Results: A response rate of 88.4% was observed. Three-fourths of the population was Saudi pharmacist (76.6%) with almost equal number of male and female pharmacists. An overwhelming majority of the pharmacists (71.8%) were working in hospital pharmacy with a major qualification of B. Pharm and experience of >5 years. The pharmacists in retail pharmacies counseled mostly acute ill patients for over the counter medications whereas hospital pharmacists mostly counseled chronic ill patients for prescription only medications. However, the age group mostly counseled was the adults (18 to 45 years) in both cases. Regarding frequency of counseling, retail pharmacist counseled the patients most of the times (90%) whereas hospital pharmacists counseled with a frequency of sometimes (50%). The most common barriers observed during patient counseling were; lack of education and privacy along with the impatient behavior of patients as reported by retail pharmacists and time constraints of pharmacists along with gender difference as reported by hospital pharmacists.
Conclusion: Despite advances in the health fields along with the more expanded clinical role of pharmacists, some serious barriers still exists on behalf of pharmacists as well as organizational structure.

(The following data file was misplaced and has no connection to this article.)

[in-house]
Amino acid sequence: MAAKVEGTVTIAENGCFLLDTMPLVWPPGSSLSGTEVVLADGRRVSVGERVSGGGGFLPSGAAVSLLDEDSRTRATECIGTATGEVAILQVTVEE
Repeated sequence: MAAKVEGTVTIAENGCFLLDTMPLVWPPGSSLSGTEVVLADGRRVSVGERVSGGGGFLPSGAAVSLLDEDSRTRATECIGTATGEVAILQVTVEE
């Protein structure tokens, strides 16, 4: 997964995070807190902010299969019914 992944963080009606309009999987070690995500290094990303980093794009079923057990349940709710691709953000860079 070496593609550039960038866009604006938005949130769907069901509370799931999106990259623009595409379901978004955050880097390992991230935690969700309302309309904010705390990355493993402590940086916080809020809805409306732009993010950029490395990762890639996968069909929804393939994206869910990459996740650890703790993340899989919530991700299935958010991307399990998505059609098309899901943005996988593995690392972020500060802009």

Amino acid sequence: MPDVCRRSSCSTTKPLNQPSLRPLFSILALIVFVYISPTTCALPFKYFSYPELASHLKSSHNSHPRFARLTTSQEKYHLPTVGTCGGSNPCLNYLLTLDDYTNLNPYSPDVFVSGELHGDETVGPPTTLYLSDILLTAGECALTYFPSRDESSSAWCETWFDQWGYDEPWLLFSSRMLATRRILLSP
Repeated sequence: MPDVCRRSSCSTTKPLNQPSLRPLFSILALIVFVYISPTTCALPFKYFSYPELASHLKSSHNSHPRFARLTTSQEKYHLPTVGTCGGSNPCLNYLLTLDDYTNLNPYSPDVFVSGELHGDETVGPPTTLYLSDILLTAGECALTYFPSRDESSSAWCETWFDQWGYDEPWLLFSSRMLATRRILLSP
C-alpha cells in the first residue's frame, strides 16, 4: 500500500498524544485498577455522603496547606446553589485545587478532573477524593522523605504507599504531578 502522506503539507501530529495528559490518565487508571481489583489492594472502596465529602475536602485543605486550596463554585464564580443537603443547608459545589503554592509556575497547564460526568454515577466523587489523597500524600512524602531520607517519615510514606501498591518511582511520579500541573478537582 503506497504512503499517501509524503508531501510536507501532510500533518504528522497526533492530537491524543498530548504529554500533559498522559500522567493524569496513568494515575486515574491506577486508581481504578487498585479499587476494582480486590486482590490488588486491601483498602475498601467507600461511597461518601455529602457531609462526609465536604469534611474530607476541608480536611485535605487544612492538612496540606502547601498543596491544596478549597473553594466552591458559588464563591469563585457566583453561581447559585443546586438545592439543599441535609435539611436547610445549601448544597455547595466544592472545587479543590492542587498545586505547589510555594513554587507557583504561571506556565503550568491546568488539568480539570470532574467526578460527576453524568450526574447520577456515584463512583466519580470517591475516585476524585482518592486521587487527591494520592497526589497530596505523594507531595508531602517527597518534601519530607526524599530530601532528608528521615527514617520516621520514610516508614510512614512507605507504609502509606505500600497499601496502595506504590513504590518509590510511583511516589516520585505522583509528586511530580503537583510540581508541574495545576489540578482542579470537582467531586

The medicinal plants have been known for their wide variety of applications for centuries. R. hastatus and R. himalyica are such medicinal plants which have been used in Ayurveda for their excellent antioxidative and scavenging properties. The present study is designed to explore the importance of phytochemical constituents and their biochemical activities due to which they have been known for the treatment of wide variety of diseases. The standardized extraction of the said plant was successfully performed using dichloromethane and methanol as solvents at 25°C for 24 hours. Phytochemical analysis was performed and plant showed good content of flavonoids, anthraquinone glycoside and tannins. Antioxidative activity was evaluated by nitric oxide scavenging activity, ferrous reducing power, and DPPH assay. In vitro phytotoxic activity was carried out through brine shrimp assay to calculate the cytotoxicity of the standardized extract of R. hastatus and R. himalyica. Antifungal activity was also performed. Significant anti oxidative activity was observed, nitric oxide scavenging activity (37.8% at 0.125 mg/ml, p≤0.05), ferrous reducing power (71.48% at 0.125 mg/ml, p≤0.05) and DPPH assay (92.47% at 3.79 µg/ml, p≤0.05). Insignificant antifungal activity was obtained. Cytotoxicity was significant as R. hastatus caused 78% inhibition at 1000 µg/ml and R. himalyica showed 78% inhibition at 1000 µg/ml against standard drug. The results indicate that both R. histatus and R. himalyica have significant role in combating oxidative and fungal ailments and can be used for the treatment of diseases.